Harper’s Playground Research

Radically Inclusive Play

By Heidi Hinshaw


I was hired as a graduate research fellow by Willamette Partnership with funding from the Lora L. & Martin N. Kelley Family Foundation to work with our community partner, Harper’s Playground. My task was to help make the case for inclusive playgrounds and ultimately all public spaces. So, over the past three months, I have read about, visited, and played at playgrounds. I listened to webinars, interviewed experts, and otherwise thought a lot about playgrounds. Through these experiences, I’ve come to understand the importance of radical inclusivity: when we design public spaces for those who have historically been left out of mainstream design, we end up with places that are better for everyone

There is a lot of excitement and scholarship currently happening on how to best build play environments. The next step is to communicate the importance of funding bold, radically inclusive design to those that write budgets for public playgrounds. As communities update and improve aging infrastructure, we need to make the case for incorporating better practices. To this end, I researched methods of communicating the value that great play environments provide. I learned that there have been some terrific advances in the concept of Social Return on Investment (SROI) and in this report, I outline how Harper’s Playground could complete a participatory SROI in the future. I hope they do so.

Harper’s Playground’s niche is radically inclusive nature play: they help communities build parks that incorporate natural infrastructure and landscaping with features that everyone can enjoy – on feet or wheels, whether old and young, neurotypical or divergent. The ripple effect of this type of community-engaged design is profound. An SROI analysis could specify this effect without hyperbole, but my argument is that by building these parks with communities, the Harper’s Playground team is building stronger, more resilient, environmentally just, and safe communities that have more fun together. 

I presented my work to Willamette Partnership staff in August 2021.  In the spirit of participatory reporting, this blog incorporates some of their responses to my discussion prompts. I invite you to consider each of the following questions for yourself.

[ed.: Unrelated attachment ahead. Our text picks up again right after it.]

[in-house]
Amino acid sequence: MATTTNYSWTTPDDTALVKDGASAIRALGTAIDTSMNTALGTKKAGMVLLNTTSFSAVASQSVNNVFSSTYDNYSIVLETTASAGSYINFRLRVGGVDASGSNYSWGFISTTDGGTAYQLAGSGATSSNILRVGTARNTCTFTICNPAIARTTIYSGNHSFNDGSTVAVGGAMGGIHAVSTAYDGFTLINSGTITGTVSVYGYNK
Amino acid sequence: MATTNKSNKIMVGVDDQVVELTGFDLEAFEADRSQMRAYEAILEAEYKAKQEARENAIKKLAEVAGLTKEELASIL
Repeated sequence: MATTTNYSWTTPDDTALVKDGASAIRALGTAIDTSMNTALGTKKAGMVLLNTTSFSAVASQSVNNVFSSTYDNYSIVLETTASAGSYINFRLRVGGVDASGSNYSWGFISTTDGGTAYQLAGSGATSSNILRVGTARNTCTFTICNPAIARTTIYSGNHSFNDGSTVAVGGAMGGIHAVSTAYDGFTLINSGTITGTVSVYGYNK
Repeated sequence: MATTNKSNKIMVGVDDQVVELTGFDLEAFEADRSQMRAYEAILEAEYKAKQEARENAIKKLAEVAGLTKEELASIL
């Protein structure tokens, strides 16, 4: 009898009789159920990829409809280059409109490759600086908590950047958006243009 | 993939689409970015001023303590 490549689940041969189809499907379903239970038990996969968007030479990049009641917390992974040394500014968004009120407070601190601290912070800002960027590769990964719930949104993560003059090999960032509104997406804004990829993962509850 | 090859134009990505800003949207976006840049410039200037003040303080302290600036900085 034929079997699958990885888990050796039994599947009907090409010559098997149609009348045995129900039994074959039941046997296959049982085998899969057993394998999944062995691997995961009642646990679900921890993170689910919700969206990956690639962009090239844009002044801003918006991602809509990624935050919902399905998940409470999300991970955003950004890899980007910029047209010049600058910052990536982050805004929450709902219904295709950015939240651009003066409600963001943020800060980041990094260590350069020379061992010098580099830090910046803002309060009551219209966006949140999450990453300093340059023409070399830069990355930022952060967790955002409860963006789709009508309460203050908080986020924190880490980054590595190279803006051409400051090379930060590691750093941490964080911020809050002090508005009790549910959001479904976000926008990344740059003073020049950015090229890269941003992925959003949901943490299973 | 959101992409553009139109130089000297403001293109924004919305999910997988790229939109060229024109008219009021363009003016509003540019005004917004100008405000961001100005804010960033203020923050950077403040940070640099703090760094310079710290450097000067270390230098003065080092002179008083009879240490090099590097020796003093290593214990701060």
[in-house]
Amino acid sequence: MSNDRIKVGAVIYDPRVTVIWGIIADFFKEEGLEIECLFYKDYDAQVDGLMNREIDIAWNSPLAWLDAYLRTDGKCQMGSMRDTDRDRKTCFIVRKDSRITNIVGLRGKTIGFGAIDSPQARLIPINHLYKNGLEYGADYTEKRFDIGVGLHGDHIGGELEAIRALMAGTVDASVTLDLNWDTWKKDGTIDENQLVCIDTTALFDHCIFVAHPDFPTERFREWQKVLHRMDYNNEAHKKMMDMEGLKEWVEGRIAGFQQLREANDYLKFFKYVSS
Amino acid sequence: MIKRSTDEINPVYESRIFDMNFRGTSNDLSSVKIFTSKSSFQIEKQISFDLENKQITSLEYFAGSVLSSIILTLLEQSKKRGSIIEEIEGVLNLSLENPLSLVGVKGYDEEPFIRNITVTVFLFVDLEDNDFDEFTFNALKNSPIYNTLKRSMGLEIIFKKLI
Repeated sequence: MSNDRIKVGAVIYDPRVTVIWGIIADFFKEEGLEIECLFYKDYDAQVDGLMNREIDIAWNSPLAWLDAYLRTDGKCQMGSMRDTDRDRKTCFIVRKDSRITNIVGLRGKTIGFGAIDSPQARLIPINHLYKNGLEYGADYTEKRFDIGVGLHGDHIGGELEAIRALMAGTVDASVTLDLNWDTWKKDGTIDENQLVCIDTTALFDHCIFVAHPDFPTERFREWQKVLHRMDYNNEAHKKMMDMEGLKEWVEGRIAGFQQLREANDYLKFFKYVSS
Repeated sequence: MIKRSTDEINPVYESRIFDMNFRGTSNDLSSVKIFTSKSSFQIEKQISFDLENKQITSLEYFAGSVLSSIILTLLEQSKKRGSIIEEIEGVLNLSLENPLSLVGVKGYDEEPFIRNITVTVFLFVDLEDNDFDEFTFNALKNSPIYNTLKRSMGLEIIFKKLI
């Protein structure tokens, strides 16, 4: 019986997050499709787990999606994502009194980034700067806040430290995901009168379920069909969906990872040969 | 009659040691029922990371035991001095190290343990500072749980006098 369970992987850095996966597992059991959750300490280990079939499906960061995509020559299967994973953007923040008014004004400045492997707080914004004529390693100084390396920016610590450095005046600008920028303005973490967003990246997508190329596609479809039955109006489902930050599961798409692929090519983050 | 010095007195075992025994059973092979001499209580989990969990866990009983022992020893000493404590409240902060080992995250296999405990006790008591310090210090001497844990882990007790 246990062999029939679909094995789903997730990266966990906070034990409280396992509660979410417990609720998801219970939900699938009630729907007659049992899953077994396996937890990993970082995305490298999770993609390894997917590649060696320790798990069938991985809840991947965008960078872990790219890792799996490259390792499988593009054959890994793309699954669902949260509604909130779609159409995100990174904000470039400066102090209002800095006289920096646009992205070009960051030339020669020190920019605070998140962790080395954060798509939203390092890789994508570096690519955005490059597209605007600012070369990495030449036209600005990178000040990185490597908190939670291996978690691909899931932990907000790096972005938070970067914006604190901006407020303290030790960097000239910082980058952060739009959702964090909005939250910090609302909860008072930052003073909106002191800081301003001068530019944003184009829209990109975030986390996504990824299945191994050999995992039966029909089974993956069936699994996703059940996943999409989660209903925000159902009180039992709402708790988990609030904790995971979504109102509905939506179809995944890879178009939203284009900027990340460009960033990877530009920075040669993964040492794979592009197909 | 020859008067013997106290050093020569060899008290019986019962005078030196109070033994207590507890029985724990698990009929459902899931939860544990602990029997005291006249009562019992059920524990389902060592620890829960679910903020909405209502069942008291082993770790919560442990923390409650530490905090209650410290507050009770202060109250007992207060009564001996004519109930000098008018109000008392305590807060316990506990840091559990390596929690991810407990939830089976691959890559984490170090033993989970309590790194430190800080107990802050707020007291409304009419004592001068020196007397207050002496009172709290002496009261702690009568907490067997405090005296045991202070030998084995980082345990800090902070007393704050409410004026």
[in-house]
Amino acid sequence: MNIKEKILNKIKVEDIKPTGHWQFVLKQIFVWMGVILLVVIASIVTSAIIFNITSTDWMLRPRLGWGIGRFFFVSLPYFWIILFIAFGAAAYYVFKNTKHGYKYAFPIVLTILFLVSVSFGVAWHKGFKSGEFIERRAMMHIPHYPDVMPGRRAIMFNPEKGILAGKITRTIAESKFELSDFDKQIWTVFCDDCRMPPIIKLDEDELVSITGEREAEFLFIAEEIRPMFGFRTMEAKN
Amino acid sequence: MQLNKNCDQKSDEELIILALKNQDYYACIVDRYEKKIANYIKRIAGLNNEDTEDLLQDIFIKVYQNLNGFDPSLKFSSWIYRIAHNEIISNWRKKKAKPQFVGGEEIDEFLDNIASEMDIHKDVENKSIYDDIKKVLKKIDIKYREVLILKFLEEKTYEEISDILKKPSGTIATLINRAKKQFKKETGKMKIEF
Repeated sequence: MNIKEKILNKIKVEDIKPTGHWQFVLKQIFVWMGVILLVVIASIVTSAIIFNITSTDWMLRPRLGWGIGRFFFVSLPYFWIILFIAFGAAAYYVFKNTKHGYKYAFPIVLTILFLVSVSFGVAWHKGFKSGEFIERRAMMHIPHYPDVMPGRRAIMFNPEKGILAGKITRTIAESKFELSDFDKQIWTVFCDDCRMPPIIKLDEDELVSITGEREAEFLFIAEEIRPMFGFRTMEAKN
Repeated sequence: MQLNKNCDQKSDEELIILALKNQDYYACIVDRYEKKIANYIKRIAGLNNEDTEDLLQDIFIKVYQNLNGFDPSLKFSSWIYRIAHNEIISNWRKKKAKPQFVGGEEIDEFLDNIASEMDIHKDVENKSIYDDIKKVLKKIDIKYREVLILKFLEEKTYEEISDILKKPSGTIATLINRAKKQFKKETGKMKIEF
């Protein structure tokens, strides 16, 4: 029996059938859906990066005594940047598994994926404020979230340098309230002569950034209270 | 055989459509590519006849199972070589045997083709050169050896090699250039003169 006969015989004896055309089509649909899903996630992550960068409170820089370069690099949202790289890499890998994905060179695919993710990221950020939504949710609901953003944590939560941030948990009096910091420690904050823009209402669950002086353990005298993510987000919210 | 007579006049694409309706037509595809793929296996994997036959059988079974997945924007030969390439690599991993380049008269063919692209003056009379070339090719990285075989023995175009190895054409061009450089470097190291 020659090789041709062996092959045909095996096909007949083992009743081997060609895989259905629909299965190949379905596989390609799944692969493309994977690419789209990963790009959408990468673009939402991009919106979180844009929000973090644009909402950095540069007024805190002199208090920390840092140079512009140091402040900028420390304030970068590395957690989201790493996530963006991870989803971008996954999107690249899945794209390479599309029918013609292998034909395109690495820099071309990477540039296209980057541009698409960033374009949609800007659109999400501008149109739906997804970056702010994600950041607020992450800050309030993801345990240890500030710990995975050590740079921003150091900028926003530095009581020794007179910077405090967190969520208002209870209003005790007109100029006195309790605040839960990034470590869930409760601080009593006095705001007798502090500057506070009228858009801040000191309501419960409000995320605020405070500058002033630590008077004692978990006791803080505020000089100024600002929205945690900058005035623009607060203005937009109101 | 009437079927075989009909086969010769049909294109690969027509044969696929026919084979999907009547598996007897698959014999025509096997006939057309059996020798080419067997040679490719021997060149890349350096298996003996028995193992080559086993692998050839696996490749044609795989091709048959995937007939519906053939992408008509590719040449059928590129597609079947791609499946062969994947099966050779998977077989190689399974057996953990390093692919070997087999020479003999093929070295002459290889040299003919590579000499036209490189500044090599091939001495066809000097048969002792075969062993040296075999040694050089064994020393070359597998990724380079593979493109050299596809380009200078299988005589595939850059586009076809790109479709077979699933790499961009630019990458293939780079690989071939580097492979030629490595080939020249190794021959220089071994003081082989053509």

Harper’s Playground at Gateway Discovery Park, Portland, OR. Photo by Heidi Hinshaw.

A study of Harper’s Playground

– How to measure & communicate value
– What makes Harper’s Playground special?

1. Radical inclusivity
2. Nature + universal design
3. Designed with community

What can radical inclusivity mean to a community? 

“What does radical inclusivity mean to you?”

Answers from WP staff

  • Anybody can play wherever they want! 
  • Changing status quo/changing what is play & what is community 
  • Moving beyond accessibility
  • Welcoming
  • Not just about liability (so much more than avoiding litigation) 
  • Person-based 
  • Makes you feel like an equal part & owner in this space
  • Equity over equal access
Photo provided by Harper's Playground

Harper’s Playground at Arbor Lodge Opening Ceremony. Photo by Harper’s Playground.

“What do you see in this picture?”

  • Lots of different age groups
  • Diversity in ability
  • Not so much diversity of race/ethnicity 
  • A LOT of people
  • Very engaged adults

How does exposure to nature improve quality of life?

Harper’s Playground at Gateway Discovery Park, Portland, OR. Photo by Heidi Hinshaw.

“How does it improve your life?”

Answers from author: Breathing cleaner air feels good in my lungs. Nature helps me feel grounded and capable. Natural beauty sparks joy. Rocks and trees are fun to climb.

How about you?

How can we measure the value of a space?

How do we make the case for comprehensive, radically inclusive design?